Korea Witness: 135 Years of War, Crisis and News in the Land of the Morning Calm
(EunHaengNaMu, Seoul, 2006)
A tribute to the many foreign correspondents who have worked in Seoul, this book celebrates 50 years of the Seoul Foreign Correspondents Club.
The book starts with one of the first mentions of Korea in the Western press: that august organ, the Ohio Repository, on 13 May 1824. Korea is a land of extreme exoticism:
A living mermaid, caught in the sea off Corea, half-way distant from the continent of Asia and the island Jeddo in Japan, is exhibiting in Richmond, Va. Its upper part from the waist resembles a female — the lower, a fish. Its hair is long and of a dark sea blue. It carries a comb in one hand and a sort of coral mirror in the other. It seems pleased when taken notice of — and utters a sort of wild yet not unusual sound.
Starting from there, we see a panorama of rather more reliable eyewitness accounts of Korea’s history, from the raids carried out by the Americans on Kangwha Island in 1871 through to a bang up-to-date review of Hwang Woo-suk’s demise, by Jon Herskovitz.
Inevitably there’s more material covering the post-war period. Of the colonial period and earlier there’s very little. One of the gems from the book, though, is an extract from Mary Linley Taylor’s book, Chain of Anger. Taylor was recovering in hospital after the arrival of her firstborn on 1 March 1919 — a significant date in Korean history. There was a kerfuffle on the ward, and one of the Korean nurses secretively stuffed a bundle of papers under Taylor’s bedclothes, while the Japanese were prowling around outside. Later in the day, her husband, a journalist, came to visit.
The room was almost dark when I was awakened by Bruce at my bedside. He stooped and kissed me and made an awkward attempt to pick up the baby, and in so doing, uncovered the papers which were still hidden beside me. Very suddenly, he put the baby down and hurried to the window where there was light enough to read.
“Korean Declaration of Independence,” he exclaimed, astonished. To this day, I aver that, as a newly fledged newspaper correspondent, he was more thrilled to find those documents than he was to find his own son and heir.
That very night, Brother Bill left Seoul for Tokyo, with a copy of the Proclamation in the hollow of his heel, to get it off, with Bruce’s report, over the cables to America, before any order could be issued to stop it.
This passage sets the tone for the whole book. The vivid first-person encounter with historical events as they unfurl; the battle against logistics to get the story to the editors back home in the days before faxes, emails and mobile phones (Tokyo, for a long while, was the most reliabel route); the cunning employed to avoid the censors; and the desperate urge to beat the competition to the story.
While the foreign press at times had greater freedom to report the facts of the democratic protest movements under Park Chung-hee and Chun Doo-hwan than the local papers, it was still not easy to get the stories out. Reporting on the Kwangju uprising, journalists (Terry Anderson and others) were deliberately fired at on one occasion to prevent them taking photographs. And recognising that pressmen wearing the foreign press association’s armbands were trusted by the protestors, the KCIA goons took to wearing the bands themselves to enable them to get close to the dangerous commie agitators.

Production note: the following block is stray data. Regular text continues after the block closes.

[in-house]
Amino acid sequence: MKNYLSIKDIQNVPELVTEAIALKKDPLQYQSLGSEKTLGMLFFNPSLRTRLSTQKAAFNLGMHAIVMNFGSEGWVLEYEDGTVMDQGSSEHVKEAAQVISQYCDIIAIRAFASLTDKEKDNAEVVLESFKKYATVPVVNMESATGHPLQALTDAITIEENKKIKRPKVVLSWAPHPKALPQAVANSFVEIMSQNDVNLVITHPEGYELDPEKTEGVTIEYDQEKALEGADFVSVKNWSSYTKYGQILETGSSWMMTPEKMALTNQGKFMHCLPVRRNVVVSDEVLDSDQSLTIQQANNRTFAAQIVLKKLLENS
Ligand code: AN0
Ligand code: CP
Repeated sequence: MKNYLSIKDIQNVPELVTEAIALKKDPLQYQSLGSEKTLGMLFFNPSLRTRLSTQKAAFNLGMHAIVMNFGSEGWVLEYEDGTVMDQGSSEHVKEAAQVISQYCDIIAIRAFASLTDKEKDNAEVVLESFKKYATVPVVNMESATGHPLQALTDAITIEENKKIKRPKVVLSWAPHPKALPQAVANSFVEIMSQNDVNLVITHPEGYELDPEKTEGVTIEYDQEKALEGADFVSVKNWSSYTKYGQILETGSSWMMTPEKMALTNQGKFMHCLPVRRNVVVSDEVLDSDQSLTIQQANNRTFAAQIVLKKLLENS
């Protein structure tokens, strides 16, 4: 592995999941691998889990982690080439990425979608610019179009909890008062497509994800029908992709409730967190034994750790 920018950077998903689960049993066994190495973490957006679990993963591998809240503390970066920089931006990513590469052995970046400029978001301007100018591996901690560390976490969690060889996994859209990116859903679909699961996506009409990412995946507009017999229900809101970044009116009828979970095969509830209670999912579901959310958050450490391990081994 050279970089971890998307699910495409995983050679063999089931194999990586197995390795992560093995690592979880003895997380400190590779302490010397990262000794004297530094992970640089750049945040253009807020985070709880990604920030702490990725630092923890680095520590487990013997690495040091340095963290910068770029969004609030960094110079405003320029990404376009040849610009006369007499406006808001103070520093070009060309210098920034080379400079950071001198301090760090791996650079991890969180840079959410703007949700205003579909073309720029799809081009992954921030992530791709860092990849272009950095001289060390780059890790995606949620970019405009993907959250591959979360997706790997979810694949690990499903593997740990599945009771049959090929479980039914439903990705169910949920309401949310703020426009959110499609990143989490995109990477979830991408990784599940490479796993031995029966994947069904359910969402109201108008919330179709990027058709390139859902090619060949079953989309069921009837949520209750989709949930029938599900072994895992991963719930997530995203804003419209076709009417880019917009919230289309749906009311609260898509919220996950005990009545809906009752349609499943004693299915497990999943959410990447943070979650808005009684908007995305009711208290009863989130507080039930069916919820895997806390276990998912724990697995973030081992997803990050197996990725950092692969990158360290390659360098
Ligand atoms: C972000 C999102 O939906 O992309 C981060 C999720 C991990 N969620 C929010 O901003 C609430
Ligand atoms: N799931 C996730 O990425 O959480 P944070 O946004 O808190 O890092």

The strength of this book is undoubtedly the way it brings history to life. Here’s Norman Thorpe on the events on the early morning of May 27, 1980 – the expiry of the 4a.m. deadline for the people of Kwangju to surrender to the brutal military.
For years, South Korea had had a curfew from midnight to 4 a.m., and at 4 o’clock when it ended it was common to hear church bells. At 4 a.m., as I stood on the hotel rooftop, on this morning as well, church bells began to peal. Then, mixed with the pealing bells I heard the sound of gunfire, including that of automatic weapons, as the army advanced into the city.
Somehow even when I re-read that passage, a lump appears in my throat.
Less interesting, except I suspect for the members of the SFCC themselves, is the final chapter, which is a brief history of the SFCC. Other than that, this is a great book to dip into, or read from cover to cover, to be presented with a vivid picture of Korean modern history from people who witnessed it happening.
It’s invidious to mention highlights, but I’ll mention mine anyway.
- Hal Piper’s account of his post as first editor of the English-language JoongAng Daily
- Juergen Hinzpeter’s reportage from Kwangju, including his justification for taking a first-class ticket from Seoul to Tokyo.
- The photo of R.L. Dunn and his huge mound of cash in 1905. It’s $150 worth, at a time when 1 cent bought 30 strings of copper coins, each string having 1,000 coins. That’s a lot of metal.
- An example of how innocent comments can be misreported and misinterpreted: Sam Jameson’s reporting of his interview with General Wickham just after Chun Doo-hwan seized power. Wickham’s realistic and heavily caveated assessment was that if Chun was, over time, successful then the US would back him. This somehow got distorted into a ringing endorsement of Chun by the US.
Everyone will have their own favourites; and at 13,000 Won this is one of the cheaper books on Korea, so choose one for yourself.
There’s a brief article about the book in the Korea Times here.